What if a lot of the work we are staggering under is self-imposed out of pride?

Pride is sneaky.  We have to constantly evaluate whether or not the work we choose to do is really something that will benefit our family.

Or is much of this work just for our self-image?

There is a great difference in the satisfaction of a job well done vs. the ceaseless drive to never let anyone outdo us.

In his writing on meekness and rest, A.W. Tozer calls this pride an “evil desire to shine”.

It seems common to our gender to make simple things more difficult than they need to be. Why we do we do this. Duh.

It could be simple to get dinner, do laundry, and tidy the house for our husbands.  But no, we won’t let it be simple.  We have to put that special twist on it to make it as complicated as possible.  Because our husbands and kids love it when we don’t have time for them, due to being super busy making certain strange things amazing.

Oh wait. Nope. They don’t really like that.

To do a few things well, (the things our family appreciates us doing) does take some thinking and planning.

Planning can be sort of boring.  Some of aren’t planners.  But it is worth it, because the things that take a ton of our time are most noticeable when they aren’t being done. 

We have to plan ahead so that there is food in the pantry, a continuous supply of laundry detergent, and various cleaning supplies.

Unfortunately, those things will do us no good sitting in our homes if we don’t get up and make use of them.  That food ain’t gonna cook itself…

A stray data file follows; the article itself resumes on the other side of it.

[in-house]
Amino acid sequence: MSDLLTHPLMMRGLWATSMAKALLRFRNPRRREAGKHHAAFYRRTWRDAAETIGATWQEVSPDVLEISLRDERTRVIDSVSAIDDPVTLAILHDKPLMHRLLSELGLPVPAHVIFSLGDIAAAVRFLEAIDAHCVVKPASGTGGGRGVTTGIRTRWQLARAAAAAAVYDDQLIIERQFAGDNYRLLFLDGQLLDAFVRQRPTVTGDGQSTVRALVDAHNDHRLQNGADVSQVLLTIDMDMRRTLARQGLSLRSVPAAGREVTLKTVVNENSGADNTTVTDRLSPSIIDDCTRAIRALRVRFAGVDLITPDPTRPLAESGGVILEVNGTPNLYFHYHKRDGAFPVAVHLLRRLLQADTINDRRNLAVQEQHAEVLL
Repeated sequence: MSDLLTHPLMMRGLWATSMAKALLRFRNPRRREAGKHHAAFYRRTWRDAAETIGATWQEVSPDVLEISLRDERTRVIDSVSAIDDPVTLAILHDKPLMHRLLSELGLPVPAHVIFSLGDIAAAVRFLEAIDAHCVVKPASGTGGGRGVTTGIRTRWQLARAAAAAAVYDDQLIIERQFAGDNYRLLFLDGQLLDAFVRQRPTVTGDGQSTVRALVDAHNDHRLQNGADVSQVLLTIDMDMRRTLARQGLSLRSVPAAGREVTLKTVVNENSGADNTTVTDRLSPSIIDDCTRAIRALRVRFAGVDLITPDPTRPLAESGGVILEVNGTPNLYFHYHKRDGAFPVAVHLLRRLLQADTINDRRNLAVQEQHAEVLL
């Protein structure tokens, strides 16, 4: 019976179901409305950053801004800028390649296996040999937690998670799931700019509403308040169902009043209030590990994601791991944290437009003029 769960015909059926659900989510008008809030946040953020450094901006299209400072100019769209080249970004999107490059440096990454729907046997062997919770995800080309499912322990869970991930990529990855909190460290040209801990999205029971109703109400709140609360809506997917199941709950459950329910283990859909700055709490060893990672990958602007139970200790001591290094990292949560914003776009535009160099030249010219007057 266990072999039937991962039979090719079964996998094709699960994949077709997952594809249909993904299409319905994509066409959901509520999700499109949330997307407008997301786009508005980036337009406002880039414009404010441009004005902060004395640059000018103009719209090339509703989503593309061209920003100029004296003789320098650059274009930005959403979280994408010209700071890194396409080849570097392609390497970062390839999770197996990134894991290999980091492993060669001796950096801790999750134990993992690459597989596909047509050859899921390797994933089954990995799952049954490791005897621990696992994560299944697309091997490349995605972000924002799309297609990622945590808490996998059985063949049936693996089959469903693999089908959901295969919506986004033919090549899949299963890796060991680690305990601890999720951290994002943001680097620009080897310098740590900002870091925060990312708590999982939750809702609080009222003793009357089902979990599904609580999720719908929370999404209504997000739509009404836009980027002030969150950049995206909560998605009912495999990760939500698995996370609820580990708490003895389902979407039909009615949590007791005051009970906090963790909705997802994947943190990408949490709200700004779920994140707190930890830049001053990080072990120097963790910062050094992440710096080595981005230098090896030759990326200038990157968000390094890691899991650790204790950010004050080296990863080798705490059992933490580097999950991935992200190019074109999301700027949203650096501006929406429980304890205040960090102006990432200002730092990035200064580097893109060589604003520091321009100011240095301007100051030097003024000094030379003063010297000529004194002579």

If you aren’t sure how to do that, Auntie Leila has written all about it.

We also have to get up on time so that we don’t lose precious productive hours of the day. Getting up before our family may happen slowly, over time.

Somebody has to get up early, stay up late, do more than the others if the family is to be a thing of beauty.

-Edith Schaeffer

I love that quote, but I have a little disclaimer.  Edith means average beauty, as you will see if you read her book.  She wouldn’t advocate letting your husband go to bed alone most nights while you stay up making Pinterest crafts. That’s a potential love killer right there.

Edith means that sometimes there are difficult times in family life, and staying up with sick children was one of her main examples. She says don’t make the man who just went to work all day also stay up with sick kids just because you’re tired.  It’s our job.  And it’s hard, but rewarding work.

There is a sense of accomplishment when we have worked hard, and it makes us happy. We are not out to impress our facebook friends.  We answer to someone higher than that about how we care for our family.

A woman who puts aside ‘happiness and fulfillment’ as primary, and begins to think of the needs of husband and children, finds herself amazingly more fulfilled (if there is time to notice) as days go on.

– Edith Schaeffer, What is a Family?

I love the book because she gives very honest and real experiences.  One story was about the frustration of the family playing together and having fun while the mother is cleaning up the kitchen, and she threw five plates on the floor. (!)  She describes the long process of becoming selfless enough to have more successes than failures.

My family and your family are worth the effort to have more success than failure.  The work we do for the love of God has great significance.

Let us not grow weary in doing good, for at the proper time we will reap the harvest if we do not give up. Galatians 6:9